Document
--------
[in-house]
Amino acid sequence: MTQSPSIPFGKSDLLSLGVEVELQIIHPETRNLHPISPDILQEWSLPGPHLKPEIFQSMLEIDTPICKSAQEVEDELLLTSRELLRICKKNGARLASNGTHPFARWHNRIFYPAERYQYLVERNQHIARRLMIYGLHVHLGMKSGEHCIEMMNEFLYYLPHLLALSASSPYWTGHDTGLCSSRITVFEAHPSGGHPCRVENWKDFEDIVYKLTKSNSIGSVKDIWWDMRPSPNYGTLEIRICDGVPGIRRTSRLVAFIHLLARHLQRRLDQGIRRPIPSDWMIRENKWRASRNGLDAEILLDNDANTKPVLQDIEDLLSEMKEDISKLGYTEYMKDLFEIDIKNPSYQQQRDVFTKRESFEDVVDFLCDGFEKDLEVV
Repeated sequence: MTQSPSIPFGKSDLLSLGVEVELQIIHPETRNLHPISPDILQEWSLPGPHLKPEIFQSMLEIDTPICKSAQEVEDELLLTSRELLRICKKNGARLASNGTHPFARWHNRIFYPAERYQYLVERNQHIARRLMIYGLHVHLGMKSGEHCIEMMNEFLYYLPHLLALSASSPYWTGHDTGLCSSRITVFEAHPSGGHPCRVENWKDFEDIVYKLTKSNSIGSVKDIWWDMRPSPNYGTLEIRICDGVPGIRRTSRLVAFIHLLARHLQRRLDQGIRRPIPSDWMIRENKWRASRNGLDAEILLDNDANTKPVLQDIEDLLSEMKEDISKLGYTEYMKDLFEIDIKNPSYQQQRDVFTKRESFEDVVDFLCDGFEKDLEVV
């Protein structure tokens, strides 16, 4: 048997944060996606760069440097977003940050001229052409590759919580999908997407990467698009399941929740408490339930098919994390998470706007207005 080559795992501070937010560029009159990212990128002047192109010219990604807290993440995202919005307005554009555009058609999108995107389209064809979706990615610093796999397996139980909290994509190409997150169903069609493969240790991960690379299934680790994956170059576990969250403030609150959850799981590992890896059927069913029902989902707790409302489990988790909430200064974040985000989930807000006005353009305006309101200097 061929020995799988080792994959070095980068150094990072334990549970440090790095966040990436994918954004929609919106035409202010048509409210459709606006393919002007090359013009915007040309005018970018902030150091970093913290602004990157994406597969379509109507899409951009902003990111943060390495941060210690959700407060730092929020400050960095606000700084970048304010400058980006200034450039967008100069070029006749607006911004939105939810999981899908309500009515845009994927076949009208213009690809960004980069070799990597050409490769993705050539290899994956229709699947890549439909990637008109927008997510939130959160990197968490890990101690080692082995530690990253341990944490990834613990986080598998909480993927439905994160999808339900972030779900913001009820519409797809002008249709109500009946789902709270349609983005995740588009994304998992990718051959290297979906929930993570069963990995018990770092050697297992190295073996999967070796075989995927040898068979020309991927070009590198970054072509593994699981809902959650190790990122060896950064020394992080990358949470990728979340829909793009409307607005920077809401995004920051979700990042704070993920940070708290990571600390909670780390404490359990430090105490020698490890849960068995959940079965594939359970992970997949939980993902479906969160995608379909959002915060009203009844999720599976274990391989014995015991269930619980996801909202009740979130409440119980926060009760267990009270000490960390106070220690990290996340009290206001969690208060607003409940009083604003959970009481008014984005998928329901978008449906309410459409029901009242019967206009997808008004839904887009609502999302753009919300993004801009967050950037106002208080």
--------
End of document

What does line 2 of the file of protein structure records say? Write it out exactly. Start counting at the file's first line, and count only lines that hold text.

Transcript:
Amino acid sequence: MTQSPSIPFGKSDLLSLGVEVELQIIHPETRNLHPISPDILQEWSLPGPHLKPEIFQSMLEIDTPICKSAQEVEDELLLTSRELLRICKKNGARLASNGTHPFARWHNRIFYPAERYQYLVERNQHIARRLMIYGLHVHLGMKSGEHCIEMMNEFLYYLPHLLALSASSPYWTGHDTGLCSSRITVFEAHPSGGHPCRVENWKDFEDIVYKLTKSNSIGSVKDIWWDMRPSPNYGTLEIRICDGVPGIRRTSRLVAFIHLLARHLQRRLDQGIRRPIPSDWMIRENKWRASRNGLDAEILLDNDANTKPVLQDIEDLLSEMKEDISKLGYTEYMKDLFEIDIKNPSYQQQRDVFTKRESFEDVVDFLCDGFEKDLEVV